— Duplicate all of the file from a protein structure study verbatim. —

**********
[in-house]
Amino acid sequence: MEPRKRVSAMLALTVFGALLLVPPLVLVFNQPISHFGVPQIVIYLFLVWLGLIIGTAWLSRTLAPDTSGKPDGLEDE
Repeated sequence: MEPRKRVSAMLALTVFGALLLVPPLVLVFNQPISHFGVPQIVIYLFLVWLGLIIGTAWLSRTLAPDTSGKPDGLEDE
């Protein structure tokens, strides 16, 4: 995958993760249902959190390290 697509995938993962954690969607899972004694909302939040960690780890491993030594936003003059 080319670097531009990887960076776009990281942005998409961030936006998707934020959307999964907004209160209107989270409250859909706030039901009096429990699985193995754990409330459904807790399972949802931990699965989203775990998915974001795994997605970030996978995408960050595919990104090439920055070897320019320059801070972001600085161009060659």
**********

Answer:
[in-house]
Amino acid sequence: MEPRKRVSAMLALTVFGALLLVPPLVLVFNQPISHFGVPQIVIYLFLVWLGLIIGTAWLSRTLAPDTSGKPDGLEDE
Repeated sequence: MEPRKRVSAMLALTVFGALLLVPPLVLVFNQPISHFGVPQIVIYLFLVWLGLIIGTAWLSRTLAPDTSGKPDGLEDE
């Protein structure tokens, strides 16, 4: 995958993760249902959190390290 697509995938993962954690969607899972004694909302939040960690780890491993030594936003003059 080319670097531009990887960076776009990281942005998409961030936006998707934020959307999964907004209160209107989270409250859909706030039901009096429990699985193995754990409330459904807790399972949802931990699965989203775990998915974001795994997605970030996978995408960050595919990104090439920055070897320019320059801070972001600085161009060659």